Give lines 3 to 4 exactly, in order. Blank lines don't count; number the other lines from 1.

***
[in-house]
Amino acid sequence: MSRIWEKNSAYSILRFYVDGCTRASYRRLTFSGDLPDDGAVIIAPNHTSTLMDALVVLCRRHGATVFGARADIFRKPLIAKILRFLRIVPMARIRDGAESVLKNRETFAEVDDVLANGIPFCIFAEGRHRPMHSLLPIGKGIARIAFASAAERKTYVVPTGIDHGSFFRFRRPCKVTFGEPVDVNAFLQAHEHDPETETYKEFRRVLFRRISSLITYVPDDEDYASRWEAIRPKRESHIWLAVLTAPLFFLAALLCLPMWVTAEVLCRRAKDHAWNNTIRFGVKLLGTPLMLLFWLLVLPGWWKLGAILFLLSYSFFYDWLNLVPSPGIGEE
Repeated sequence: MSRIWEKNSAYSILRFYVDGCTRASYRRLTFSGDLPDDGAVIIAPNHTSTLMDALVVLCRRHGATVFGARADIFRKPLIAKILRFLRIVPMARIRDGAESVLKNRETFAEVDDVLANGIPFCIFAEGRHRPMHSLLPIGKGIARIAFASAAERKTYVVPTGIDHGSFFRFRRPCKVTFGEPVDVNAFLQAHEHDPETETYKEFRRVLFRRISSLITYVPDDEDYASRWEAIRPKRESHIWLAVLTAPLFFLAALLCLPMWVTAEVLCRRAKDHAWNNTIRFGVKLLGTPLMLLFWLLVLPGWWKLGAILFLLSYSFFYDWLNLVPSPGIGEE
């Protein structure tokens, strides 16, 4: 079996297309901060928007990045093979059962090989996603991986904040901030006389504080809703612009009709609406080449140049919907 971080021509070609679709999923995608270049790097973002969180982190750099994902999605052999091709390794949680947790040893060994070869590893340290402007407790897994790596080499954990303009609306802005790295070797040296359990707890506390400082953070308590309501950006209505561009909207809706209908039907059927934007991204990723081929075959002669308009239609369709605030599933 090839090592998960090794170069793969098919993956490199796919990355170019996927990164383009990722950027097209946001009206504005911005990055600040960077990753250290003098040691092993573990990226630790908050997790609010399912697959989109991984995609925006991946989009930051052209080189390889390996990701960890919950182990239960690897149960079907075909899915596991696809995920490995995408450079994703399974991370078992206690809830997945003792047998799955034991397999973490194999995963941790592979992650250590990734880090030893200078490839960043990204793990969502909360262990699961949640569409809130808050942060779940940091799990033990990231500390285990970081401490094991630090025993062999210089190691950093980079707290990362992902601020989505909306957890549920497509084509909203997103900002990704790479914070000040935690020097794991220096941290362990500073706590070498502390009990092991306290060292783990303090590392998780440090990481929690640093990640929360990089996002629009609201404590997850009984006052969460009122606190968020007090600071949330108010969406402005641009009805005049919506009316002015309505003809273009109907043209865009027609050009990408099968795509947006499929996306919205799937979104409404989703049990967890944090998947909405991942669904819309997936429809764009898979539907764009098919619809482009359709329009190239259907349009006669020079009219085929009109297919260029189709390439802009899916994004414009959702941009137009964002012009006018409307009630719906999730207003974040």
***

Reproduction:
Repeated sequence: MSRIWEKNSAYSILRFYVDGCTRASYRRLTFSGDLPDDGAVIIAPNHTSTLMDALVVLCRRHGATVFGARADIFRKPLIAKILRFLRIVPMARIRDGAESVLKNRETFAEVDDVLANGIPFCIFAEGRHRPMHSLLPIGKGIARIAFASAAERKTYVVPTGIDHGSFFRFRRPCKVTFGEPVDVNAFLQAHEHDPETETYKEFRRVLFRRISSLITYVPDDEDYASRWEAIRPKRESHIWLAVLTAPLFFLAALLCLPMWVTAEVLCRRAKDHAWNNTIRFGVKLLGTPLMLLFWLLVLPGWWKLGAILFLLSYSFFYDWLNLVPSPGIGEE
């Protein structure tokens, strides 16, 4: 079996297309901060928007990045093979059962090989996603991986904040901030006389504080809703612009009709609406080449140049919907 971080021509070609679709999923995608270049790097973002969180982190750099994902999605052999091709390794949680947790040893060994070869590893340290402007407790897994790596080499954990303009609306802005790295070797040296359990707890506390400082953070308590309501950006209505561009909207809706209908039907059927934007991204990723081929075959002669308009239609369709605030599933 090839090592998960090794170069793969098919993956490199796919990355170019996927990164383009990722950027097209946001009206504005911005990055600040960077990753250290003098040691092993573990990226630790908050997790609010399912697959989109991984995609925006991946989009930051052209080189390889390996990701960890919950182990239960690897149960079907075909899915596991696809995920490995995408450079994703399974991370078992206690809830997945003792047998799955034991397999973490194999995963941790592979992650250590990734880090030893200078490839960043990204793990969502909360262990699961949640569409809130808050942060779940940091799990033990990231500390285990970081401490094991630090025993062999210089190691950093980079707290990362992902601020989505909306957890549920497509084509909203997103900002990704790479914070000040935690020097794991220096941290362990500073706590070498502390009990092991306290060292783990303090590392998780440090990481929690640093990640929360990089996002629009609201404590997850009984006052969460009122606190968020007090600071949330108010969406402005641009009805005049919506009316002015309505003809273009109907043209865009027609050009990408099968795509947006499929996306919205799937979104409404989703049990967890944090998947909405991942669904819309997936429809764009898979539907764009098919619809482009359709329009190239259907349009006669020079009219085929009109297919260029189709390439802009899916994004414009959702941009137009964002012009006018409307009630719906999730207003974040």